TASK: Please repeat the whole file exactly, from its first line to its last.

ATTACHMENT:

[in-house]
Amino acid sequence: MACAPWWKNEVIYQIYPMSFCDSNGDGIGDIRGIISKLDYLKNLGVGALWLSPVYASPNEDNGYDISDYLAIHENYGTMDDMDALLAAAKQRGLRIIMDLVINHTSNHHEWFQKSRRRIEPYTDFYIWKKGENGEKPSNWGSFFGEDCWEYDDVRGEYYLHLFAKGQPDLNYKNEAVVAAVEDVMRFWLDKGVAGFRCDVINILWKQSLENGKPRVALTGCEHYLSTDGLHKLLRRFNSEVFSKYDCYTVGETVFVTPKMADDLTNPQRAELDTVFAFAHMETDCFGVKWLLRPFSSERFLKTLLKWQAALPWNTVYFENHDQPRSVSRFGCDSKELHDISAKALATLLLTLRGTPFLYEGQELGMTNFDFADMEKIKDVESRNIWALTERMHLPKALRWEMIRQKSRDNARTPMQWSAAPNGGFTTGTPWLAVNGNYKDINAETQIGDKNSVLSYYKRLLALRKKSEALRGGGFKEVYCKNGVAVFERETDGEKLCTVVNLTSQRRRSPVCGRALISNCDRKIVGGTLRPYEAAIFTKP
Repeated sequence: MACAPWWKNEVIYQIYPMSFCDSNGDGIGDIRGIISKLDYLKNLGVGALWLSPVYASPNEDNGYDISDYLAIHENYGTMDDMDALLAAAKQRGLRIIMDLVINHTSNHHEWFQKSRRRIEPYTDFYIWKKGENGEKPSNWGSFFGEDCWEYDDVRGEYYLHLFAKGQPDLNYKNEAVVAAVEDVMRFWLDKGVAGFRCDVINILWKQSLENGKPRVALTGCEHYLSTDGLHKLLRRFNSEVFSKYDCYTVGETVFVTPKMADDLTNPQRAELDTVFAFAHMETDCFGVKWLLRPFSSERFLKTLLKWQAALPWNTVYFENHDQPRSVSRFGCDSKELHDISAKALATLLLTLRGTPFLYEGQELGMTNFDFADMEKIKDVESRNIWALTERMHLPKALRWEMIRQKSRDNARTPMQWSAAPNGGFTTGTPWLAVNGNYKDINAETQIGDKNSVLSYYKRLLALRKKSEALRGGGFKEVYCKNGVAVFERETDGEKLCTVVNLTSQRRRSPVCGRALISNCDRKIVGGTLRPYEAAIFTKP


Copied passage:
[in-house]
Amino acid sequence: MACAPWWKNEVIYQIYPMSFCDSNGDGIGDIRGIISKLDYLKNLGVGALWLSPVYASPNEDNGYDISDYLAIHENYGTMDDMDALLAAAKQRGLRIIMDLVINHTSNHHEWFQKSRRRIEPYTDFYIWKKGENGEKPSNWGSFFGEDCWEYDDVRGEYYLHLFAKGQPDLNYKNEAVVAAVEDVMRFWLDKGVAGFRCDVINILWKQSLENGKPRVALTGCEHYLSTDGLHKLLRRFNSEVFSKYDCYTVGETVFVTPKMADDLTNPQRAELDTVFAFAHMETDCFGVKWLLRPFSSERFLKTLLKWQAALPWNTVYFENHDQPRSVSRFGCDSKELHDISAKALATLLLTLRGTPFLYEGQELGMTNFDFADMEKIKDVESRNIWALTERMHLPKALRWEMIRQKSRDNARTPMQWSAAPNGGFTTGTPWLAVNGNYKDINAETQIGDKNSVLSYYKRLLALRKKSEALRGGGFKEVYCKNGVAVFERETDGEKLCTVVNLTSQRRRSPVCGRALISNCDRKIVGGTLRPYEAAIFTKP
Repeated sequence: MACAPWWKNEVIYQIYPMSFCDSNGDGIGDIRGIISKLDYLKNLGVGALWLSPVYASPNEDNGYDISDYLAIHENYGTMDDMDALLAAAKQRGLRIIMDLVINHTSNHHEWFQKSRRRIEPYTDFYIWKKGENGEKPSNWGSFFGEDCWEYDDVRGEYYLHLFAKGQPDLNYKNEAVVAAVEDVMRFWLDKGVAGFRCDVINILWKQSLENGKPRVALTGCEHYLSTDGLHKLLRRFNSEVFSKYDCYTVGETVFVTPKMADDLTNPQRAELDTVFAFAHMETDCFGVKWLLRPFSSERFLKTLLKWQAALPWNTVYFENHDQPRSVSRFGCDSKELHDISAKALATLLLTLRGTPFLYEGQELGMTNFDFADMEKIKDVESRNIWALTERMHLPKALRWEMIRQKSRDNARTPMQWSAAPNGGFTTGTPWLAVNGNYKDINAETQIGDKNSVLSYYKRLLALRKKSEALRGGGFKEVYCKNGVAVFERETDGEKLCTVVNLTSQRRRSPVCGRALISNCDRKIVGGTLRPYEAAIFTKP